BERLIN - The German biotech company Mologen AG, of Berlin, reported higher sales and losses in 1999 and is planning to invest about DM6.3 million this year, mainly for research, development and personnel. Sales were up 26 percent and amounted to DM1.3 million, while losses were DM2.9 million compared to DM1.9 million in 1998.

During a press conference on the company's financial results, Matthias Reichel, designated CFO of Mologen AG, said losses for the period were 32 percent less than expected. He said about two-thirds of the sales revenues had been achieved by Mologen's genetic "Midge" vectors - the company's core business. Midge vectors do not carry helper sequences such as origins of replication, antibiotic resistance or bacterial genes. The technology is secured by seven patent families.

"We are planning to more than double our sales to reach DM3.1 million this year," Reichel said, "but due to increases in personnel and expenditures in research and development, we expect a negative EBIT (earnings before interest and taxes) of about DM3 million." He added that sales would come in three business activities: "First, we will sell our vectors to research groups or offer vector development services. We already have advertised very successfully in scientific journals. Second, we are developing vaccines for veterinary medicine, both for pets and domestic animals. These are very lucrative 'finger exercises' for our third business field, the development of vaccines and vectors for human medicine. In this area, we have achieved success much faster than projected."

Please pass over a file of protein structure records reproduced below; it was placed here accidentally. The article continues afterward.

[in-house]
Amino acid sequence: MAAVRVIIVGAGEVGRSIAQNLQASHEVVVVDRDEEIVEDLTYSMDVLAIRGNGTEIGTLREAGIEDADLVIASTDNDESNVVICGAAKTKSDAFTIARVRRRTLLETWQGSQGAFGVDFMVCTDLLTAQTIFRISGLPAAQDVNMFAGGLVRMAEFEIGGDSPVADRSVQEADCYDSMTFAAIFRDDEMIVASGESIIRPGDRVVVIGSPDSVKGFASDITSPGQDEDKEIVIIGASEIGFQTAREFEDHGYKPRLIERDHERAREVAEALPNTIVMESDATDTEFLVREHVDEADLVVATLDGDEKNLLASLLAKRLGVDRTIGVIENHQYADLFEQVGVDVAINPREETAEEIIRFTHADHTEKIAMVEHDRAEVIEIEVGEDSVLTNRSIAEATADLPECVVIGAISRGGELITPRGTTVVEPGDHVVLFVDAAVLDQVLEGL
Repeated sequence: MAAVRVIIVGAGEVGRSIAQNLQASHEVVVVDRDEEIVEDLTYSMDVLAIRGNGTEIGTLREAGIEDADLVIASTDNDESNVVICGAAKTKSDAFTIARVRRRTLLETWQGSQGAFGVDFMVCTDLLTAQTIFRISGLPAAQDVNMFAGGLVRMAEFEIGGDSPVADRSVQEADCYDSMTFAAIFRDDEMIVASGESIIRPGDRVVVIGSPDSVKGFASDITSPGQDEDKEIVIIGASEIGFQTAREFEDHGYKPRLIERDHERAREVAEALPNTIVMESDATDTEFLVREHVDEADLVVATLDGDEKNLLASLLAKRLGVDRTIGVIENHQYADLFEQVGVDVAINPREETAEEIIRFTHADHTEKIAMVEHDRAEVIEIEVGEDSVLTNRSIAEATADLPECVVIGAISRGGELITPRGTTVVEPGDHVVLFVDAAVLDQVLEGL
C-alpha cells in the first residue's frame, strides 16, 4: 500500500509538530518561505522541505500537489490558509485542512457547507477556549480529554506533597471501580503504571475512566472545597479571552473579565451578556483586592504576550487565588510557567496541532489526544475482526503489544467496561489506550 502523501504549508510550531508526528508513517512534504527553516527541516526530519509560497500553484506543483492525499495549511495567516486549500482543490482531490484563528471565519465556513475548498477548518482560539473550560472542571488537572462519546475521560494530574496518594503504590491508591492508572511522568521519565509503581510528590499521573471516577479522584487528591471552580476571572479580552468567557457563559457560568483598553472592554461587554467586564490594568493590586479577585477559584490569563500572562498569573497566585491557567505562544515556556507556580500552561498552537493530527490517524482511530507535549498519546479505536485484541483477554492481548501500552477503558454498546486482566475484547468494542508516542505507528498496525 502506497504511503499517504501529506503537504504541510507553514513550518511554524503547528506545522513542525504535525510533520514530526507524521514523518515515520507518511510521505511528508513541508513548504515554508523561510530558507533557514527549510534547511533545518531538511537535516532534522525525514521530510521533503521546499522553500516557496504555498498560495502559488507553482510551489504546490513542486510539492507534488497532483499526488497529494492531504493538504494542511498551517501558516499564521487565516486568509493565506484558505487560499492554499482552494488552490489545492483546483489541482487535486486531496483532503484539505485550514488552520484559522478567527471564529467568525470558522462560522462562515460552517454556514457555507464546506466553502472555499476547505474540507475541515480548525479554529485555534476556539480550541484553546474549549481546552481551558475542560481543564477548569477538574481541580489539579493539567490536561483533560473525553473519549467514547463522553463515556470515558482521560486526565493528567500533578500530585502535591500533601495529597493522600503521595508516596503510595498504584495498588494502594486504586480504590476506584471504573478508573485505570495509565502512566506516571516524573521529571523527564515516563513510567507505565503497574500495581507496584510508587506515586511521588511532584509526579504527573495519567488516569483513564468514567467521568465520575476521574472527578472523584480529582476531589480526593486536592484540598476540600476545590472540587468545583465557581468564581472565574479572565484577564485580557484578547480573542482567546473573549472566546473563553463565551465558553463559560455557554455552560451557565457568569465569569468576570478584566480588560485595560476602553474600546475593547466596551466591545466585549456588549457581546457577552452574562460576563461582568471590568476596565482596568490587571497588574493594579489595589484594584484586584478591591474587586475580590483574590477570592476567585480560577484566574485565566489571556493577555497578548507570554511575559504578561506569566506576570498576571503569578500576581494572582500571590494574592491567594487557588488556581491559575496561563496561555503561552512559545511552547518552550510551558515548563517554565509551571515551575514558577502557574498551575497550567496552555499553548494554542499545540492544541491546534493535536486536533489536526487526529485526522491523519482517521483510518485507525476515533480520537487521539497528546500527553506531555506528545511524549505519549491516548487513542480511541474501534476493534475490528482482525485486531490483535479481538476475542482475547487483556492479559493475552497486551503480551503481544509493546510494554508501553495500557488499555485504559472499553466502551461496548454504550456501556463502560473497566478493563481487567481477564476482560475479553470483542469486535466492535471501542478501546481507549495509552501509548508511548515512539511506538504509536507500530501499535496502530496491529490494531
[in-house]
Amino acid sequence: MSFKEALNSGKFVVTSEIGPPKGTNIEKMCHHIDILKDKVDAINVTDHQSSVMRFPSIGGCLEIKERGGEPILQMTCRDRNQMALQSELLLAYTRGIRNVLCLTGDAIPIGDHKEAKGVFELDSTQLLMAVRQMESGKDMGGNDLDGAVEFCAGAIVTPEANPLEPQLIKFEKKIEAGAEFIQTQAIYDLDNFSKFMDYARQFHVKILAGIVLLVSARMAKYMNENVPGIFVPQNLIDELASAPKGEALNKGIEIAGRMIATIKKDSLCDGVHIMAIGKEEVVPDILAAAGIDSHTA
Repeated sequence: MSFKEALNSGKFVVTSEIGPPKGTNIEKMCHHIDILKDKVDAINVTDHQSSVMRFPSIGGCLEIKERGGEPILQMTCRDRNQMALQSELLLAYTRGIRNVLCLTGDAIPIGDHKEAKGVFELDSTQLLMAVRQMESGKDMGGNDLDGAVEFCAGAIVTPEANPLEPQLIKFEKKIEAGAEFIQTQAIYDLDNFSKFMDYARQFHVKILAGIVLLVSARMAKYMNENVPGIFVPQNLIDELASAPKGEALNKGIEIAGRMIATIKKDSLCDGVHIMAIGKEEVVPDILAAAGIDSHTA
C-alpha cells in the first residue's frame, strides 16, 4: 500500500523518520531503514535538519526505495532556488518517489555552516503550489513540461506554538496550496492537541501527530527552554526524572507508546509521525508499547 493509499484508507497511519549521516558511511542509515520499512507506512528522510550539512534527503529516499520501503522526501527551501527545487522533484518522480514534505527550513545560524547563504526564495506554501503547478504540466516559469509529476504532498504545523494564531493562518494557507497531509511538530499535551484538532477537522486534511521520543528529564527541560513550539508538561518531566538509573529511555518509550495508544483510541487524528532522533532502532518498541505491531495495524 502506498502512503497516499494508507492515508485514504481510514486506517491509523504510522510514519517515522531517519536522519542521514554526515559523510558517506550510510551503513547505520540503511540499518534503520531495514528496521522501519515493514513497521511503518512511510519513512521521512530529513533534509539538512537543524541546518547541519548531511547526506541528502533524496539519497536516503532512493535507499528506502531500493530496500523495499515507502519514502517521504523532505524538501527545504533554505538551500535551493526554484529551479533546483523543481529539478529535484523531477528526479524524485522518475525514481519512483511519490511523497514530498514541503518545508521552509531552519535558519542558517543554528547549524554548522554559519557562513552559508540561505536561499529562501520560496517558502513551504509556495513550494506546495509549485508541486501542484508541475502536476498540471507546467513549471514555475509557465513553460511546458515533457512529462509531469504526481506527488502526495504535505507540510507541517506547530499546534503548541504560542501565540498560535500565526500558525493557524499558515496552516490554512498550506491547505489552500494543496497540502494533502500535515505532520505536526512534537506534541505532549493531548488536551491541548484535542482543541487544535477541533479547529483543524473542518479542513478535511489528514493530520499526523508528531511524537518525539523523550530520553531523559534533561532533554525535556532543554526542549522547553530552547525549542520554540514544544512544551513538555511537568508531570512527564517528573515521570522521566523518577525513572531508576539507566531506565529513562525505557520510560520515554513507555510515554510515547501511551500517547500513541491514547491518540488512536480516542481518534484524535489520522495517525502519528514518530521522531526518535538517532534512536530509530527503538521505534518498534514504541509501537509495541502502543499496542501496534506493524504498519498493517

He added that Mologen's subsidiary company, Soft Gene GmbH, of Berlin, later this year will start sales of its novel software to support the construction of vectors, including documentation assistance for clinical studies and GMP procedures. "We want to start making profits in 2001."

Mologen has established about 30 collaborations, most of them technology or research cooperations with university institutes and clinics. "We have established a couple of cooperations with pharma companies," Burghardt Wittig, CEO, told BioWorld International. "However, such cooperations have ceased to be of great importance to us. We feel strong enough to change our strategy and to address the market ourselves." He said Mologen has two cancer gene therapy products in Phase II/III clinical studies, and a third would begin soon. "In addition, we are in Phase I of testing an antiviral strategy with a partner in the U.S."

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